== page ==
“Based on his exclamation points in his texts, he seemed really excited,” Rendon said with a grin.
Two of the majors’ best hitters are forming a well-paid partnership in Orange County, and they are both excited to reward Angels owner Arte Moreno’s largesse with postseason success.
But the World Series star insisted his lavish new contract – a seven-year deal with the biggest average annual value ever given to a third baseman- wasn’t as important as the words he heard from Moreno, the Angels’ 73-year-old owner.
“Arte and Carol (Moreno) were really adamant about reaching out to Scott and saying they wanted me to be a part of the Angel organization,” Rendon said while holding his daughter, Emma, and sitting next to his wife, Amanda.
“That meant a lot to me and my family, to have that respect, to really feel wanted,” Rendon added. “That was one important thing that we always talked about trying to look for in an organization where we wanted to head to or stay at, was a family atmosphere, somewhere that we could plant our roots in, lay a foundation and just grow our family together.”
Moreno has been following Rendon’s career since the native Houstonian was a collegiate slugger at Rice, where Moreno had friends in athletic administration. Moreno followed Rendon’s rise with the Nationals up to last season, when he led the majors in RBIs and earned his first All-Star selection before repeatedly coming up with clutch hits during Washington’s improbable playoff run.
“Historically the way he’s played, his background, everything felt like a really great fit for what we’re trying to accomplish here,” Moreno said.
After his spectacular 2019 season, Rendon is leaving the World Series champions for a franchise that hasn’t won a postseason game since 2009 despite annually fielding a high-priced roster around Trout, who won his third AL MVP award this year.
Rendon joins a lengthy list of elite veteran ballplayers lured to Anaheim or persuaded to stay here by Moreno, who bought the Angels one year after they won their only World Series championship and has attempted to recreate that success ever since.
Moreno has never been shy about spending his personal fortune and his income from a team that annually draws more than 3 million fans to Angel Stadium.
But while Vladimir Guerrero and other free agents performed splendidly under the halo, Moreno has received disappointing results with many of his big-ticket acquisitions – from Gary Matthews Jr. and Vernon Wells to the disastrous $125 million deal with Josh Hamilton, and even eight years of steady, but underwhelming production from Pujols, the $240 million slugger.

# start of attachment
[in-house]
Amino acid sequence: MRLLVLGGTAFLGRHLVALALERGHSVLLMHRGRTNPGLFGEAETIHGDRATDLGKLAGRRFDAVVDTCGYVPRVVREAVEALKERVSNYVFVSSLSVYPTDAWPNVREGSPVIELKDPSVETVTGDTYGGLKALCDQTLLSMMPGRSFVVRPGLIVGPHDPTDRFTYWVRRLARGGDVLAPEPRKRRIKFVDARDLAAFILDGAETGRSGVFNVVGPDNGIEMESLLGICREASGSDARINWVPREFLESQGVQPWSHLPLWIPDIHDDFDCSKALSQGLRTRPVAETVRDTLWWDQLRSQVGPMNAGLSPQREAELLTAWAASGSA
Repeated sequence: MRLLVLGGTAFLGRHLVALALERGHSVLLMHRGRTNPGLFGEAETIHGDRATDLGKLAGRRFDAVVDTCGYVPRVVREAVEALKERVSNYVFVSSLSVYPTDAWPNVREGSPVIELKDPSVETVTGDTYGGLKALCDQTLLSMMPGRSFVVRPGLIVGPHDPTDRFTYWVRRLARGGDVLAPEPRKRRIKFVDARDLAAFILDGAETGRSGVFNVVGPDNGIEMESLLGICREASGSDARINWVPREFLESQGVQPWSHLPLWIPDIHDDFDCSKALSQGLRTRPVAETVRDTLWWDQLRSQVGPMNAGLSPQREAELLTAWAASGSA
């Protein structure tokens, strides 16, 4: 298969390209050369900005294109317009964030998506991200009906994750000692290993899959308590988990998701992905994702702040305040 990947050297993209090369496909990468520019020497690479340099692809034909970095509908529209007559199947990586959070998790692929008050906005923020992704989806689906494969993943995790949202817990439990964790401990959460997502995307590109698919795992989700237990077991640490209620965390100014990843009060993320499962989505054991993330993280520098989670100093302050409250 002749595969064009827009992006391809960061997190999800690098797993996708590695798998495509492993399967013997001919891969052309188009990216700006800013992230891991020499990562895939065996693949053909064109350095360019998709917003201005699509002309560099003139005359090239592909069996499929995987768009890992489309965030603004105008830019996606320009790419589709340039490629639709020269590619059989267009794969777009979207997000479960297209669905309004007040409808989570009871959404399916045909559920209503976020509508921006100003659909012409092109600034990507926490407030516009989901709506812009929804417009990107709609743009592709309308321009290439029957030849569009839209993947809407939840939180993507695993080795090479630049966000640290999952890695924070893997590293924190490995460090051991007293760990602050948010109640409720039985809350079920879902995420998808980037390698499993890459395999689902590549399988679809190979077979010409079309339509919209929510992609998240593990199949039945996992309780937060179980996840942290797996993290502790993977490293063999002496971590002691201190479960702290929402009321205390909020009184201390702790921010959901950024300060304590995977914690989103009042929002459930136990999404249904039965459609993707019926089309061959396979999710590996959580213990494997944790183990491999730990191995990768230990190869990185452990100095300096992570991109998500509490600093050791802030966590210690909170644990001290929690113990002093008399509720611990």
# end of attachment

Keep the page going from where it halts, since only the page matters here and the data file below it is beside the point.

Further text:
There’s little reason to think Rendon isn’t worth the money for a team eager to start winning immediately. The 29-year-old Rendon is still squarely in his baseball prime, and the Angels’ flamboyant acquisition of the best hitter on the free agent market fits with Moreno’s desire to make his team more exciting for his loyal fans after four consecutive losing seasons.
Moreno acknowledged he was determined to land either Rendon or ace Gerrit Cole, who got a $324 million deal from the Yankees.
“Anthony was a player we targeted early,” Angels general manager Billy Eppler said. “Very rarely in free agency do you see significant impact, and this winter it appeared there was a number of players that could provide impact, but Anthony was somebody we highlighted. We’re still targeting pitching, but when the opportunity arose for us to do something with Anthony, it was a pretty easy sell for Arte because he does hold Anthony in very high regard.”
Rendon will wear No. 6, the same uniform number he wore in Washington, after getting it from new teammate David Fletcher. The up-and-coming second baseman is likely to team with Rendon and Simmons in one of the better defensive infields in the AL.
Rendon cashed in spectacularly in free agency, but he is grateful the Angels aren’t done going after free-agent starting pitchers to fill out the rotation that was Los Angeles’ biggest weakness last season.
“Talking to Scott about it, he’s had a lot of interaction with Arte, and he says these guys always want to win,” Rendon said. “They’re always going to go for it. They want to build a great team, even though they’ve already got great players on the field.”
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